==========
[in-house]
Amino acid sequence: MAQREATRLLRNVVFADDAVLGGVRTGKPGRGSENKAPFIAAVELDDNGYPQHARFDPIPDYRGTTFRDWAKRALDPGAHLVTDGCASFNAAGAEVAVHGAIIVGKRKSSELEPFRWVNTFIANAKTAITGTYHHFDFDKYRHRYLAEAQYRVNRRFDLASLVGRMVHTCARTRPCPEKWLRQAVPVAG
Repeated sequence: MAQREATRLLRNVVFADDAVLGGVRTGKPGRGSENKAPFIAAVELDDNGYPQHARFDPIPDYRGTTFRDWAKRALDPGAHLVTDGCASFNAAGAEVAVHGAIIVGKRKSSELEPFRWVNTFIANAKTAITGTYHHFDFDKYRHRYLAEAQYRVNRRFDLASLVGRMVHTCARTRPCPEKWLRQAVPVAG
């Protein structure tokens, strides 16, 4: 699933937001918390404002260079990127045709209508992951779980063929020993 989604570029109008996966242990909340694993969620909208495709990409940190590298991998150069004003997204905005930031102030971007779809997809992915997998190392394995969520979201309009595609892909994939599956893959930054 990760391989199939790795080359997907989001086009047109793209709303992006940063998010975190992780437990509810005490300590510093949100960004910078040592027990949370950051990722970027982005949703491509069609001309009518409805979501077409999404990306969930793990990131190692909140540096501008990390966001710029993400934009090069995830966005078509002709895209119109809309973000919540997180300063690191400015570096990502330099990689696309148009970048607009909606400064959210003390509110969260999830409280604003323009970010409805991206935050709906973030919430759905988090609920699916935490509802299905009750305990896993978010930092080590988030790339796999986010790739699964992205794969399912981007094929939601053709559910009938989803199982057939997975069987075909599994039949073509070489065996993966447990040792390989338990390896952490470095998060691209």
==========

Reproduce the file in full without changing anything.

[in-house]
Amino acid sequence: MAQREATRLLRNVVFADDAVLGGVRTGKPGRGSENKAPFIAAVELDDNGYPQHARFDPIPDYRGTTFRDWAKRALDPGAHLVTDGCASFNAAGAEVAVHGAIIVGKRKSSELEPFRWVNTFIANAKTAITGTYHHFDFDKYRHRYLAEAQYRVNRRFDLASLVGRMVHTCARTRPCPEKWLRQAVPVAG
Repeated sequence: MAQREATRLLRNVVFADDAVLGGVRTGKPGRGSENKAPFIAAVELDDNGYPQHARFDPIPDYRGTTFRDWAKRALDPGAHLVTDGCASFNAAGAEVAVHGAIIVGKRKSSELEPFRWVNTFIANAKTAITGTYHHFDFDKYRHRYLAEAQYRVNRRFDLASLVGRMVHTCARTRPCPEKWLRQAVPVAG
């Protein structure tokens, strides 16, 4: 699933937001918390404002260079990127045709209508992951779980063929020993 989604570029109008996966242990909340694993969620909208495709990409940190590298991998150069004003997204905005930031102030971007779809997809992915997998190392394995969520979201309009595609892909994939599956893959930054 990760391989199939790795080359997907989001086009047109793209709303992006940063998010975190992780437990509810005490300590510093949100960004910078040592027990949370950051990722970027982005949703491509069609001309009518409805979501077409999404990306969930793990990131190692909140540096501008990390966001710029993400934009090069995830966005078509002709895209119109809309973000919540997180300063690191400015570096990502330099990689696309148009970048607009909606400064959210003390509110969260999830409280604003323009970010409805991206935050709906973030919430759905988090609920699916935490509802299905009750305990896993978010930092080590988030790339796999986010790739699964992205794969399912981007094929939601053709559910009938989803199982057939997975069987075909599994039949073509070489065996993966447990040792390989338990390896952490470095998060691209």